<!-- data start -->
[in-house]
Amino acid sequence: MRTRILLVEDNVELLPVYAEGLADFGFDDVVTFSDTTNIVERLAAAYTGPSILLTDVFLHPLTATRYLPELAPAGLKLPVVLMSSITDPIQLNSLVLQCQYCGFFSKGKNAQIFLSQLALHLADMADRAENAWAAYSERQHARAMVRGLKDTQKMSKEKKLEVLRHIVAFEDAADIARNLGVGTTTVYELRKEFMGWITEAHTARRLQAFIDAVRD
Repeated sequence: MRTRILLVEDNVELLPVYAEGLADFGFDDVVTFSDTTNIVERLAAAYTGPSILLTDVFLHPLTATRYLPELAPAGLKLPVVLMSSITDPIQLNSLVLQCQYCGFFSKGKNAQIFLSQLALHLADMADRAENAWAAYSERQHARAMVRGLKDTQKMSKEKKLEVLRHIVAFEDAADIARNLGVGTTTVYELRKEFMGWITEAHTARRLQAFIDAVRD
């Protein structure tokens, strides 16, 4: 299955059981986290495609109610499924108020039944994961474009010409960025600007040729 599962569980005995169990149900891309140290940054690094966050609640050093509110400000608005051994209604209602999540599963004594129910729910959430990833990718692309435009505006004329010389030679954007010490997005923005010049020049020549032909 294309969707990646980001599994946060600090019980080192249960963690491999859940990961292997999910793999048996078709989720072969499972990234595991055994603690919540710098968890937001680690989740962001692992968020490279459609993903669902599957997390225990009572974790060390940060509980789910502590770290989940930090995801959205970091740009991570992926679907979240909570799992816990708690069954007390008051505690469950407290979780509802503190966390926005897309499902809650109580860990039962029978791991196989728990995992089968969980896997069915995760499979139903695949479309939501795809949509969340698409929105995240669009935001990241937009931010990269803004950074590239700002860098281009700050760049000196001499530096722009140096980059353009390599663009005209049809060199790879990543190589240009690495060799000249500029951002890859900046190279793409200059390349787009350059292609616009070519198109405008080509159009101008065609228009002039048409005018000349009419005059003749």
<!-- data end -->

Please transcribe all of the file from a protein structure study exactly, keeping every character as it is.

[in-house]
Amino acid sequence: MRTRILLVEDNVELLPVYAEGLADFGFDDVVTFSDTTNIVERLAAAYTGPSILLTDVFLHPLTATRYLPELAPAGLKLPVVLMSSITDPIQLNSLVLQCQYCGFFSKGKNAQIFLSQLALHLADMADRAENAWAAYSERQHARAMVRGLKDTQKMSKEKKLEVLRHIVAFEDAADIARNLGVGTTTVYELRKEFMGWITEAHTARRLQAFIDAVRD
Repeated sequence: MRTRILLVEDNVELLPVYAEGLADFGFDDVVTFSDTTNIVERLAAAYTGPSILLTDVFLHPLTATRYLPELAPAGLKLPVVLMSSITDPIQLNSLVLQCQYCGFFSKGKNAQIFLSQLALHLADMADRAENAWAAYSERQHARAMVRGLKDTQKMSKEKKLEVLRHIVAFEDAADIARNLGVGTTTVYELRKEFMGWITEAHTARRLQAFIDAVRD
């Protein structure tokens, strides 16, 4: 299955059981986290495609109610499924108020039944994961474009010409960025600007040729 599962569980005995169990149900891309140290940054690094966050609640050093509110400000608005051994209604209602999540599963004594129910729910959430990833990718692309435009505006004329010389030679954007010490997005923005010049020049020549032909 294309969707990646980001599994946060600090019980080192249960963690491999859940990961292997999910793999048996078709989720072969499972990234595991055994603690919540710098968890937001680690989740962001692992968020490279459609993903669902599957997390225990009572974790060390940060509980789910502590770290989940930090995801959205970091740009991570992926679907979240909570799992816990708690069954007390008051505690469950407290979780509802503190966390926005897309499902809650109580860990039962029978791991196989728990995992089968969980896997069915995760499979139903695949479309939501795809949509969340698409929105995240669009935001990241937009931010990269803004950074590239700002860098281009700050760049000196001499530096722009140096980059353009390599663009005209049809060199790879990543190589240009690495060799000249500029951002890859900046190279793409200059390349787009350059292609616009070519198109405008080509159009101008065609228009002039048409005018000349009419005059003749």